Now, a different computer program comes out at the same time. Using games which have already been played (from any available databases) and adding its own played games into this ever expanding database it plays strictly by percentages for each move, playing the move with the highest win percentage in every case. This program has a few obvious exploitable flaws as well. As it inches towards a perfect memory of all possible games and optimal moves, it will play a lot of junk from the db - whether intentionally or unintentionally inserted into the db doesn't matter.

So, what one seems to face in timed games based on this limited analogy is a trade off. Without understanding, memorization is only as good as the quality and quantity of the material memorized. Without memorization, understanding has to reinvent the wheel every time for every move, which often takes far too long.

Humans with a certain amount of pente experience can currently easily eliminate moves from consideration which the computer will unnecessarily spend inordinate amounts of time analysing. The human may not always be correct in this elimination, of course, but will often arrive at the exact conclusion for the strongest move in a position that a computer will - only often they will do so many hours more quickly than the computer. Learning to see further ahead in the game and to anticipate and explore the opponents possible counter moves and your counters to their counters, etc. is something which mostly comes with practice. Some are better than others at this, but I think play improves this ability in almost everyone. And it also improves one's memory of the game as well, in most cases. After one has lost several games as P1 from a certain opening position (for some people as soon as they lose once, this process happens), you'll start to try to figure out where you are going wrong if you want to advance to the next level. Usually, the opening sequence is simply a sure loss to an expert player (such as the hammer, for example).

So anyway, my advice in a nutshell is- read (pente books, forum analysis), study (database and toss stones around on a board), play (as much as possible and with opponents who are ideally just enough better than you so that you can still see how they are beating you) and try to retain as much as you can so that you can at some point easily replay the first eight or more moves of a game you which just played in order to try a different possibility in the later stages of the game. Oh- almost forgot- study your opponent's P1 openings looking for instances where after 3-4 stones black has a stronger initial shape than P1 has managed to create. This type of opening sequence usually represents a flaw which you may be able to take advantage of.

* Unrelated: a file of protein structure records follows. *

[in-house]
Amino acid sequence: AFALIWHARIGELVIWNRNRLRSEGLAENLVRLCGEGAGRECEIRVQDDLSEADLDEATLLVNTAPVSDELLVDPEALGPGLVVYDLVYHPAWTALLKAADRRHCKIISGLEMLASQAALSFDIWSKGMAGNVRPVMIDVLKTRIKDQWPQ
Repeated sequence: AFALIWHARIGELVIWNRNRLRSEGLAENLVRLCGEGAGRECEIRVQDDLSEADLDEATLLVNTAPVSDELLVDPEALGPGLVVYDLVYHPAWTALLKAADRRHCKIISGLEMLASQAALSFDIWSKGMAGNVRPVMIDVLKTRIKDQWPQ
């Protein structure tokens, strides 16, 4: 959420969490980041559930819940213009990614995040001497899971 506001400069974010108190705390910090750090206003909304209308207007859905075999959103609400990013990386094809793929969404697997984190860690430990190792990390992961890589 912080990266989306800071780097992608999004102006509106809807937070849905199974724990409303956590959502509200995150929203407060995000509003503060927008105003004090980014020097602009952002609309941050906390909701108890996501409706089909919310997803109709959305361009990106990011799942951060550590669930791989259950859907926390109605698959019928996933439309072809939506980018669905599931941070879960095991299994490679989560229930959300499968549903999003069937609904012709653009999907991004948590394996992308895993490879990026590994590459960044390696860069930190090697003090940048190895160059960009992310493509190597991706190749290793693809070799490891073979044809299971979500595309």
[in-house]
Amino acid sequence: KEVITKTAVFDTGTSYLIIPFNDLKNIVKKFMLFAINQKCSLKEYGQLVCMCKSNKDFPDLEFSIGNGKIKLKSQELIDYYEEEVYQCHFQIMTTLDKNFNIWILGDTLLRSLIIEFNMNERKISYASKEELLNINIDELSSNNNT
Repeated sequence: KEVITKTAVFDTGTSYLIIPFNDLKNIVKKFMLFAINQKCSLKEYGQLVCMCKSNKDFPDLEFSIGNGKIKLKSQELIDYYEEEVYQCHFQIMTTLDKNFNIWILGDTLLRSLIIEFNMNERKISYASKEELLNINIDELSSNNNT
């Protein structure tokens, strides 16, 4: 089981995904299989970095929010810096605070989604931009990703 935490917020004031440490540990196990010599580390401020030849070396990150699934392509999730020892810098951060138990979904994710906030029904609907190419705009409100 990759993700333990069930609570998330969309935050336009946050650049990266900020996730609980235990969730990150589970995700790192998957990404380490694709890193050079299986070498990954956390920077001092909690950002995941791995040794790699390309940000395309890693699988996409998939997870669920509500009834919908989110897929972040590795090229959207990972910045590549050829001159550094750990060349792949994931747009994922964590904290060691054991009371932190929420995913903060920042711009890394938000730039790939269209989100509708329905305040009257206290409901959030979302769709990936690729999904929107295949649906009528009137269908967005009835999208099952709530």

Message was edited by: watsu at Oct 7, 2010 3:35 PM


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zoeyk

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Re: Pente - Understand vs Memorize
Posted: Oct 8, 2010, 2:26 AM

good points watsu.

memory only of all data base moves = loss of quality in the percentage.

understanding = loss of time to process from scratch every move.

finding the middle ground is the goal. the data base is a double edged sword as a whole. the trick is to filter out the junk and retain the modern used goods. and realize that these might evolve and become replaced should logical reasons arise warranting such. then the edge towards you becomes dull, and the edge towards the opponent becomes sharper. for studying your P1 responses, the most important is to design your opening responses. 2nds 3rds are very important, and a great starting goal in this process.

studying the data base can also be good to understand what is not good for P1. this helps you to build your P2 openings, especially P1's 2nds and 3rds to exploit early flaws to either guarantee a P2 win, or to build the most solid possible early attack to give you the highest odds of winning. but remember that this is playing the board. since we are talking about P2 now, playing the human is important too, so sometimes as P2 you will do less optimal moves because you realize in a unique situation that your odds of winning are higher with this particular human to do a certain play that is less optimal, because you understand that their mind processes in a certain way.

designing the best 2nd for P1 is much easier than designing the best 3rds. it is the 3rds we spend much time developing, then going back to the drawing board on when exploits arrise.